If you accept guest posts, you’re going to want to examine the way you go about it. Think about sites like The Huffington Post, Moz, and Tech Crunch operate. They rely heavily on guest posting, but they have stringent editorial policies. And they post content that is highly relevant to their audience. They don’t just accept posts willy-nilly.
If your website relies on guest posting, you should examine your policies to make sure that your guest posts are adding something to your website and are not simply link dumps for your authors.
A quick checklist for accepting guest posts:
- Reserve the right to reject any and all posts.
- Run everything through Copyscape to ensure the content is original.
- Check up on the author to make sure she is a real person. Does she have an active Google Plus profile? Does she exist anywhere other than your inbox?
- Scan your blog to see if the author is already active in your community.
- Double check all links within the post to make sure they are legit.
- Limit the number of links the author can include.
- Do not allow the author to post affiliate links.
- Make sure you use nofollow links as specified by Google’s guidelines.
This is not a complete checklist, but it’s a good starting point to ensure you develop strong guest blogging policies that won’t anger the Google Gods.
Guest Posting Is Part of Our Marketing Plan for 2014. Should We Drop it?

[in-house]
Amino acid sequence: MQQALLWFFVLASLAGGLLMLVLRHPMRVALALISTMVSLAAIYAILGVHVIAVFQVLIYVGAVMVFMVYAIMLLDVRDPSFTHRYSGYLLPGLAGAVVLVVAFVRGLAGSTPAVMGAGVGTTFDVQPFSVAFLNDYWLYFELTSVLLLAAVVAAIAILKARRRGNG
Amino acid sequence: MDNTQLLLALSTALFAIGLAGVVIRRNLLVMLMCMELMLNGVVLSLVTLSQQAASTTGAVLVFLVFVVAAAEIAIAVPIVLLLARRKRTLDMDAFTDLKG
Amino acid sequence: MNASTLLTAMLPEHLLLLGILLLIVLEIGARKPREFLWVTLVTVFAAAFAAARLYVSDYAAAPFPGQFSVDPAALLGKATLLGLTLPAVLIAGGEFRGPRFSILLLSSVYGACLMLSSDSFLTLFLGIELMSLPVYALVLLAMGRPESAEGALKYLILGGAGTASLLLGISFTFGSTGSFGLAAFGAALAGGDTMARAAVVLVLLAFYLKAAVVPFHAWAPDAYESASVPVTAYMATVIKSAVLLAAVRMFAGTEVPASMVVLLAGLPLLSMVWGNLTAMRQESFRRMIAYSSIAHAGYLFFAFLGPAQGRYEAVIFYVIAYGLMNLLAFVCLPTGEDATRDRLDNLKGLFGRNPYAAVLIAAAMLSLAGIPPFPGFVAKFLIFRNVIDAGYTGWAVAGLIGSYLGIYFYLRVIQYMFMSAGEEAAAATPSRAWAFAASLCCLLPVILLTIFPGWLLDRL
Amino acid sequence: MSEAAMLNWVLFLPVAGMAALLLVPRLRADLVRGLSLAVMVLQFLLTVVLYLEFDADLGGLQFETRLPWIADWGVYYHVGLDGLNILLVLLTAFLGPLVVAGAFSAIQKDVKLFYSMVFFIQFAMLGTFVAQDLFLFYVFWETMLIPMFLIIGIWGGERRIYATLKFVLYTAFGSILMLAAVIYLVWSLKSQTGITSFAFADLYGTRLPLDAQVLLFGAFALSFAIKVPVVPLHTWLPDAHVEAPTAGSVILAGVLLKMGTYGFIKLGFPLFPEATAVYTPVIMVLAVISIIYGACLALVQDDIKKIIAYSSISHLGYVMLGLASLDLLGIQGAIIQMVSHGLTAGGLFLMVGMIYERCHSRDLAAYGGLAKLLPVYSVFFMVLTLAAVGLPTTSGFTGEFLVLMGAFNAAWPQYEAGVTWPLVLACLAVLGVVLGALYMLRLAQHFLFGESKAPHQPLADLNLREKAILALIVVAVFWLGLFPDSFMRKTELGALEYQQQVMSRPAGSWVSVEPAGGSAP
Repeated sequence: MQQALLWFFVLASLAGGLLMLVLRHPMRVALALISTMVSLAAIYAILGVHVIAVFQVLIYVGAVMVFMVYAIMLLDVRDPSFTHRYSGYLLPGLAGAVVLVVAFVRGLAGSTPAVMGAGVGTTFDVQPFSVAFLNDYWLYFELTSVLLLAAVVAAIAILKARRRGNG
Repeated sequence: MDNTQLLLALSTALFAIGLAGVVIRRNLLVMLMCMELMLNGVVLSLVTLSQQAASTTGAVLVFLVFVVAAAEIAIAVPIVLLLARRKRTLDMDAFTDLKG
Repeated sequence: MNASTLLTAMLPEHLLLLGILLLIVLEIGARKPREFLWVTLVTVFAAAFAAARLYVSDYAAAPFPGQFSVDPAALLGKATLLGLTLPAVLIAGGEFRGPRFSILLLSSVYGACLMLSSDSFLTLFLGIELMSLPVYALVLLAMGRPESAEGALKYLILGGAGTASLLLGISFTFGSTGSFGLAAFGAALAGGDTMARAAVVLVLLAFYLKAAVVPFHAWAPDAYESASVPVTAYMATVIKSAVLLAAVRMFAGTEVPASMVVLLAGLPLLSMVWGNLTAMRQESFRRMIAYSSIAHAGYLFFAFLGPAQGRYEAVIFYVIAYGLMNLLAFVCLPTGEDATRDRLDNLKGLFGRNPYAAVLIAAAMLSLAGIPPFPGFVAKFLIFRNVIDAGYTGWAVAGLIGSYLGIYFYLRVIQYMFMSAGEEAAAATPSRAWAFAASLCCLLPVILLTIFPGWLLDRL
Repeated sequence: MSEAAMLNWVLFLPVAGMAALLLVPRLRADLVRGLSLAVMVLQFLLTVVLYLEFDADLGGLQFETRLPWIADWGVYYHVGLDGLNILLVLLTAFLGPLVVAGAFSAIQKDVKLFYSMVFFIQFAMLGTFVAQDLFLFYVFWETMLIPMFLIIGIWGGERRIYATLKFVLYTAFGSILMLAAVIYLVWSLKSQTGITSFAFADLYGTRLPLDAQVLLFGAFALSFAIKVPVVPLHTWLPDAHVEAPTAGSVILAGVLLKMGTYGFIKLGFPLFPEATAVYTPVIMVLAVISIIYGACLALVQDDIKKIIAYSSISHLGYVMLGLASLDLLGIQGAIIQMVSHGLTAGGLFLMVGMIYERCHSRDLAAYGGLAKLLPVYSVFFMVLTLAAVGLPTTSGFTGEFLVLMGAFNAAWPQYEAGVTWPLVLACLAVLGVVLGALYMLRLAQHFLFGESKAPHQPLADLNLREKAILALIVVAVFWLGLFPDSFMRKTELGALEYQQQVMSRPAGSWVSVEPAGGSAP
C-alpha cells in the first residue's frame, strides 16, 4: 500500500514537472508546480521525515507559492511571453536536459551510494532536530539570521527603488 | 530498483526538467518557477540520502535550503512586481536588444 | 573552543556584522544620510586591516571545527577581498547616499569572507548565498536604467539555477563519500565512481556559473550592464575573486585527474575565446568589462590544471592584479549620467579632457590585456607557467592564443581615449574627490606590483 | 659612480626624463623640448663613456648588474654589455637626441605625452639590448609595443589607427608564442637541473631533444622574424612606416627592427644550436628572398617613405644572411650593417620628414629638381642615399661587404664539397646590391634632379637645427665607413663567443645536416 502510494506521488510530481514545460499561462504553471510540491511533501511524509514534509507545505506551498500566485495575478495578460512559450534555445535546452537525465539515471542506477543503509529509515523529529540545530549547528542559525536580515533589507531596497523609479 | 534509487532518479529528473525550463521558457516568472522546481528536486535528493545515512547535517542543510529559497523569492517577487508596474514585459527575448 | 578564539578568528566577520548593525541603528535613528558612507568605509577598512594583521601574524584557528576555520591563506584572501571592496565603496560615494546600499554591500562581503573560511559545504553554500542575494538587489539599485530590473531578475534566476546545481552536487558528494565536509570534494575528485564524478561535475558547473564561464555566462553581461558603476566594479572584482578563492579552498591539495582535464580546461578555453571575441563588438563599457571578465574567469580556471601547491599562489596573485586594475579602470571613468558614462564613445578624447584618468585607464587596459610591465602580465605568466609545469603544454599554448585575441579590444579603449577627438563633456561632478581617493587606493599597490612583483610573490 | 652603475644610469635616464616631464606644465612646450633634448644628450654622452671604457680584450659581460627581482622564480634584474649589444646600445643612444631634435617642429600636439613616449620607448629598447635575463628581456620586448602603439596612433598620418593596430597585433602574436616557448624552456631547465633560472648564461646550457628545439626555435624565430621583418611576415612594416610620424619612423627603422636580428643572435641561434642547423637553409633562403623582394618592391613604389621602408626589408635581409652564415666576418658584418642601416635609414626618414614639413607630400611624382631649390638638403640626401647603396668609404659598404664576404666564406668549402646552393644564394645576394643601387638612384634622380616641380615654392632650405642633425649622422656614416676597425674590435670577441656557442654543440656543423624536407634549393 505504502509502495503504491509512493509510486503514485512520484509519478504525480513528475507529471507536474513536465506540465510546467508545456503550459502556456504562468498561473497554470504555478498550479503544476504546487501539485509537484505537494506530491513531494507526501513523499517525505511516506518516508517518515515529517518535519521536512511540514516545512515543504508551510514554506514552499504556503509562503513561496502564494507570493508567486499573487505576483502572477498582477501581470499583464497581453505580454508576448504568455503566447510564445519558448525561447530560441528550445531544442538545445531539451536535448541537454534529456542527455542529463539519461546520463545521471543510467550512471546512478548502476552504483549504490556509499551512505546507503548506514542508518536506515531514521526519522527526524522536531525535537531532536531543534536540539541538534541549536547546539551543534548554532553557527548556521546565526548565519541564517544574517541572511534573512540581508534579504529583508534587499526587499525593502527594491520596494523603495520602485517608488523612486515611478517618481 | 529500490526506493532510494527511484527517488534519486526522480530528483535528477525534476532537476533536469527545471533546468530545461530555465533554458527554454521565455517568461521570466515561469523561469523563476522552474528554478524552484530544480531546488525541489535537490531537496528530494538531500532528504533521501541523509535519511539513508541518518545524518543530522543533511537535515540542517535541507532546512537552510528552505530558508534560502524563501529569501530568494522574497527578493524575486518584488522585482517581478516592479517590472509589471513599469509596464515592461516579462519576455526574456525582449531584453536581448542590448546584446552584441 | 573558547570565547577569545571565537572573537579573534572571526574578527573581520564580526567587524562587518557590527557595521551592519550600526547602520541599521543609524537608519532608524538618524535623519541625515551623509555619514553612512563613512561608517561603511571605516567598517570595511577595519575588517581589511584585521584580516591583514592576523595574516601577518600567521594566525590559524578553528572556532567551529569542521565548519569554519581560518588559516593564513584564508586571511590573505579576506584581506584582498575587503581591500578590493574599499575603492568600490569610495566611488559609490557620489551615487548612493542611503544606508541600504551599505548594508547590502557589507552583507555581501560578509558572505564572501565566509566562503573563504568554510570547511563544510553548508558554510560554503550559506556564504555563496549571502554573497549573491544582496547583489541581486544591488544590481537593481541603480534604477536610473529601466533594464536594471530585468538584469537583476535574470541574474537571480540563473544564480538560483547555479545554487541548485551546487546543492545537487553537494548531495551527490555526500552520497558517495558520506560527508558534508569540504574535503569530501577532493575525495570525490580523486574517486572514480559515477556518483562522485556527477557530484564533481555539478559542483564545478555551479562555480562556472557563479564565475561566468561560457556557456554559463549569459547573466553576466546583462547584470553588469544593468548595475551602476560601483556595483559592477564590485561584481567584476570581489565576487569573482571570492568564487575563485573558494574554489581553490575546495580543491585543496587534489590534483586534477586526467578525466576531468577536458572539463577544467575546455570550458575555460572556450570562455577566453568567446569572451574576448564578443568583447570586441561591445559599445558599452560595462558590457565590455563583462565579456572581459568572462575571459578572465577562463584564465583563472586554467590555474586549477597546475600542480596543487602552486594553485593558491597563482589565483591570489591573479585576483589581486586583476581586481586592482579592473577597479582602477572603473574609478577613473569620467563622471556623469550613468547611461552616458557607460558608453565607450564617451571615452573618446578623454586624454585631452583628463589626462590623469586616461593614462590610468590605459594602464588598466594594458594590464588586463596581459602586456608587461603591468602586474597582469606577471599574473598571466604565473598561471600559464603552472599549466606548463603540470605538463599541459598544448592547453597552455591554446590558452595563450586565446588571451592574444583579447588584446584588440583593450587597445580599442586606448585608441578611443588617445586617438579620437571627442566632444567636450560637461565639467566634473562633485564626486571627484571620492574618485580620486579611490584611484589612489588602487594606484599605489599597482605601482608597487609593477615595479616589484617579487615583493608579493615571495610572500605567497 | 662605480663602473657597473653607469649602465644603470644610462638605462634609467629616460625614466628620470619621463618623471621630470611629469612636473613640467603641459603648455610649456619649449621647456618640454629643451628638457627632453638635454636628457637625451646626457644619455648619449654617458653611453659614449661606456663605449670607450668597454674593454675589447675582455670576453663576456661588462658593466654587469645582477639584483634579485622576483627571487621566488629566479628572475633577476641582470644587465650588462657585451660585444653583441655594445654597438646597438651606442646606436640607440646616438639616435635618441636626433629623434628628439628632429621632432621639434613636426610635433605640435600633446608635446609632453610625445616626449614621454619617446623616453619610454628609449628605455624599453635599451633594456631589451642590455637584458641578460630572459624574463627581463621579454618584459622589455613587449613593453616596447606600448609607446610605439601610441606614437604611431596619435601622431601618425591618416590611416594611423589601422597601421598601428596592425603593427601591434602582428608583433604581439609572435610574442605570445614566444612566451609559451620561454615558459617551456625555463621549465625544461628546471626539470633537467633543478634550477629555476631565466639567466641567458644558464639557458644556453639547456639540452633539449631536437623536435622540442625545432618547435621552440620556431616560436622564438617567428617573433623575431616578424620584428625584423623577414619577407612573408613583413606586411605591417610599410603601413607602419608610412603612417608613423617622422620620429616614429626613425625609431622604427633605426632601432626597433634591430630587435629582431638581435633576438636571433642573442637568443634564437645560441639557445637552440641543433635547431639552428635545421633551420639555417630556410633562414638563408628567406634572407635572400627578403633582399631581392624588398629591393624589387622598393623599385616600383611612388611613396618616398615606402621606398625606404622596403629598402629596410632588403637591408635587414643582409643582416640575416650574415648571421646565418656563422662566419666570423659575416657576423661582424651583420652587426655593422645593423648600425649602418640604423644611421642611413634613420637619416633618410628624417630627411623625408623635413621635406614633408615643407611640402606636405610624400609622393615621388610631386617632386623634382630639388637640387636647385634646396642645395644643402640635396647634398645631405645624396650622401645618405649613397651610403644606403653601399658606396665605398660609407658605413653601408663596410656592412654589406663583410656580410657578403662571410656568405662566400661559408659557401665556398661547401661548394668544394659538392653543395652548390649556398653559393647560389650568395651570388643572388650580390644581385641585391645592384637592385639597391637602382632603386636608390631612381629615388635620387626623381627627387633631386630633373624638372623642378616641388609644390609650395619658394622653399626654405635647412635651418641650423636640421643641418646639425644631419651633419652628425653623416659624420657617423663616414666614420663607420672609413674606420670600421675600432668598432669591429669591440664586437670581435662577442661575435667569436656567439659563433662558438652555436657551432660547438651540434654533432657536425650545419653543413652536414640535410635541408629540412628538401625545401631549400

Not necessarily. Just as websites that accept guest posts are not necessarily in trouble, neither are guest posters who use the tactic strategically, and for a purpose other than link building.
In order to get the most out of guest blogging:
- Target blogs that produce quality content about your industry. You only want to post on influential, authoritative sites.
- Establish a relationship with the blog owner. Are you connected on social media? Follow them and interact (without stalking or spamming).
- Comment on other blog posts. Make sure your posts are insightful and add to the conversation. Don’t just say, “Great post, Bob!”
- Don’t send a pitch email until the blog owner has “noticed you.” They may have followed you back on social media or replied to one of your posts. This means they may remember your name when you send your query. However, some blog owners never interact with followers or commenters. If you are familiar with the blog, you’ll know which type of blog owner they are. If they never reply to anyone, don’t wait for a response.
- When you pitch a post, make sure you’ve got ideas ready. Don’t just say, “I want to post for you, Susan.” Make sure your query includes several ideas, not just one.
- Make sure your ideas are in line with the positions and types of content the site produces. You wouldn’t want to post a piece touting the economic policies of President Obama on a website geared toward ultra-conservatives, for example.
- Call yourself an “expert contributor” rather than a “guest blogger.”
- Don’t post for the purpose of links.
So Is Guest Blogging Dead?
The truth is, guest blogging for SEO died a long time ago. Way back in 2012, Google warned of spammy guest blogging tactics. And they’ve been refining that statement ever since. This declaration by Cutts is frankly a bit of restating the obvious. Many SEO companies dropped guest blogging as a tactic well over a year ago when it became apparent the SEO guest blogging world was being overtaken by junk.
Guest blogging is still a perfectly legitimate marketing strategy, however. When done with genuine thought and purpose, it can help you organically grow your audience and community.
What do you think about the guest blogging dust-up? Tell us what you think about this declaration in the comments.